The Basics of Follicular Thyroid Cancer

Cancer is an ailment that is so broad and complex that most types of it do not have a solid cure as of yet. One type of cancer that can happen, but is not commonly heard of is the follicular thyroid cancer.

What is Follicular Thyroid Cancer?

Follicular Thyroid Cancer (FTC) is described by ThyCa (Thyroid Cancer Survivors’ Association Inc.) as “differentiated thyroid cancer” meaning the cancer cells look and act like normal thyroid cells[1]. It accounts for ten (10) to fifteen (15) per cent of all thyroid cancer cases, but is only second most common thyroid-related cancer, next to Papillary Thyroid Cancer (PTC).[2]

As per the group Cancer Treatment Centers of America[3], it is found in about one in ten (10) cases and is usually found in countries with insufficient iodine in their diets. Although not as common, it is more aggressive than PTC as it can spread to other organs like bones and lungs rather that to nearby lymph nodes.

Dr James Norman wrote for EndocrineWeb that FTC affects a slightly older age group that in PTC and is also less prevalent in children.[4] It is also rare to develop this type of cancer after radiation therapy, as compared to its more common counterpart.

Causes of Follicular Thyroid Cancer

The causes of FTC and other thyroid cancers are unknown, but there are factors associated with a greater risk of developing this disease. Having a nodule that is rapidly growing is one obvious risk factor as this will almost always be malignant.

Having a low iodine diet may increase the risk of FTC, as well as poorly treated diabetes. Some doctors also think that there is a genetic predisposition to FTC, those with family members suffering from other thyroid diseases is a sign that they too could have it.

Symptoms of Follicular Thyroid Cancer

FTC usually develops slowly and in silence. The Columbia Thyroid Center has shared that most patients will not even know the cancer is present, hence foregoing treatments.[5] The closest thing to a symptom is a visible lump on the neck. Patients with very large nodules may feel and see the mass on their neck. These may compress the esophagus and trachea causing difficulty in swallowing and breathing especially when lying flat. Enlarged lymph nodes in the neck that may be of concern are those that are firm to the touch, growing and do not shrink over a period of time.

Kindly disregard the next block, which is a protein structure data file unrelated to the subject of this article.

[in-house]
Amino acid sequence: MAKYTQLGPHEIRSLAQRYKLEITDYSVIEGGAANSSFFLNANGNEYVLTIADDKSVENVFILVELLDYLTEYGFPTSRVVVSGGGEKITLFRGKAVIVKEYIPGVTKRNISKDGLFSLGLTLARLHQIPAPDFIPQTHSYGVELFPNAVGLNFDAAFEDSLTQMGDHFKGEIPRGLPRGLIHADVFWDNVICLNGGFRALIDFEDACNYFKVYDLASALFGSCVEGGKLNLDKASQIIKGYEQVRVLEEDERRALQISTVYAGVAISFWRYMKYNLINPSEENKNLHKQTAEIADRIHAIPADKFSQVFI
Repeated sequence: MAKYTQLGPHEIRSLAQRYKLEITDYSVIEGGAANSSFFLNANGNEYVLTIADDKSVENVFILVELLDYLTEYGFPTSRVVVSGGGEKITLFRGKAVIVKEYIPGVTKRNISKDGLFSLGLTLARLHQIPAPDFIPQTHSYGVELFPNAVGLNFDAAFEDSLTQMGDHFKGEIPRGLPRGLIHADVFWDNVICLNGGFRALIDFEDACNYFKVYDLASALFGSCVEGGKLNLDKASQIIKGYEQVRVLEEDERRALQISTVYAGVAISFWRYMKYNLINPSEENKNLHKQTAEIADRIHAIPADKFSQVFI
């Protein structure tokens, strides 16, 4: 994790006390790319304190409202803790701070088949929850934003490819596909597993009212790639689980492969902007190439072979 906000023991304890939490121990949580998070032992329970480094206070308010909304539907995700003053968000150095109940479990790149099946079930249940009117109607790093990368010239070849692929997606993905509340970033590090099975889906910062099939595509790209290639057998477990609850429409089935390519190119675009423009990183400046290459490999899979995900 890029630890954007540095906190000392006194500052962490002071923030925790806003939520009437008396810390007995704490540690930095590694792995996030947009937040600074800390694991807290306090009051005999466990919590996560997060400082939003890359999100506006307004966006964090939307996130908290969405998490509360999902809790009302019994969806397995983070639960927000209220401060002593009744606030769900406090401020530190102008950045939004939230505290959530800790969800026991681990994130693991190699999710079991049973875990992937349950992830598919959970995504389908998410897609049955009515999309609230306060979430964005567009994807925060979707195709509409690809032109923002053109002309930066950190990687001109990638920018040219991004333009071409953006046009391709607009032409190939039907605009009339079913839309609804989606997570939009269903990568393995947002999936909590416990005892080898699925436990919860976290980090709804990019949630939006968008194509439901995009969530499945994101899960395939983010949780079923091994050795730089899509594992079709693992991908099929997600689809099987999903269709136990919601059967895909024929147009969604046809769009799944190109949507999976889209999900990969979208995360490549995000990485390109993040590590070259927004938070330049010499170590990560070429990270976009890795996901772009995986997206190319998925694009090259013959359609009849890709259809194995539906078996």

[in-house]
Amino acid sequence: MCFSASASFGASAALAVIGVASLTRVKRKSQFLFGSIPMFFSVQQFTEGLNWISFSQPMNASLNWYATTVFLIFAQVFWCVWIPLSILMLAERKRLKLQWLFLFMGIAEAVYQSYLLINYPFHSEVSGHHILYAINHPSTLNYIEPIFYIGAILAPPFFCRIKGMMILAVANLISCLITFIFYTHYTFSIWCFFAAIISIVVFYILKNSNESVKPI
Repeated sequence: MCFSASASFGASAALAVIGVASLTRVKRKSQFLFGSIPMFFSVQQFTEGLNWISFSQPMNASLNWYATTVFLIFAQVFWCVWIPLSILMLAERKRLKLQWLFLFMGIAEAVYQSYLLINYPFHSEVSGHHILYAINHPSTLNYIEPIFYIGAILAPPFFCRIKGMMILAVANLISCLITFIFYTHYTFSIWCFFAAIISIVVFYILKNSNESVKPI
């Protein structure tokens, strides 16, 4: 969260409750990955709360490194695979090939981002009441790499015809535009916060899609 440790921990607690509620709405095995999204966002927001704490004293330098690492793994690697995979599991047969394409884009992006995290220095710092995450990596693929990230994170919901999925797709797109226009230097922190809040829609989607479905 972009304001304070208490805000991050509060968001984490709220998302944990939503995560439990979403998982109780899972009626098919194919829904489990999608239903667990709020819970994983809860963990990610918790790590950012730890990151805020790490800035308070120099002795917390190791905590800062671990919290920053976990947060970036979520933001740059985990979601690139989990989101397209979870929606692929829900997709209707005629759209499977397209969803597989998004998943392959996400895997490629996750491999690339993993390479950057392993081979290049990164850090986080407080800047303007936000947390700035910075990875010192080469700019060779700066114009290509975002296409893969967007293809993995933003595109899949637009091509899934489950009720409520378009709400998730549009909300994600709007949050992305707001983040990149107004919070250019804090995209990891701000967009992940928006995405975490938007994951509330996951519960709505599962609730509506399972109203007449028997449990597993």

Possible treatment for Follicular Thyroid Cancer

Patients with FTC rarely need to undergo chemotherapy as there are specifically three (3) main parts of the treatment for this disease – surgery, thyroid hormone suppression, and radioactive iodine ablation.

Thyroid lobectomy (removal of the affected half of the thyroid) or thyroidectomy (removal of the entire thyroid) is strictly a personal choice for a patient suffering from FTC. Doctors can help explain the risks but statistically, patients with FTC ultimately have to have the entire thyroid removed.

After surgery, patients will be required to take thyroid hormone replacement pills, which must be maintained for their entire lives to be able to replace the hormones produced by the thyroid.

Radioactive Iodine (RAI) Ablation is the last phase of treatment wherein a RAI pill is taken by a patient to destroy all remaining thyroid cells after thyroidectomy.[6] It decreases the reoccurrence rate, but does not totally change the prognosis.



[1] Papillary and Follicular Thyroid Cancer and their variants, including Hurthle cell, tall cell, and others. ThyCa: Thyroid Cancer Survivors’ Association Inc. (Updated 2015 May 11).

[2] Thyroid Cancer. Benjamin Wedro, MD, FACEP, FAAEM.

[3] Types of thyroid cancer. Cancer Treatment Centers of America. (2017 January 31).

[4] Thyroid Cancer: Follicular Cancer.  Norman J. (Updated 2016 July 7).

[5] Follicular and Hurthle Cell Thyroid Cancer. Columbia University Irving Medical Center.

[6] Treatment of Thyroid Cancer, by Type and Stage. American Cancer Society.

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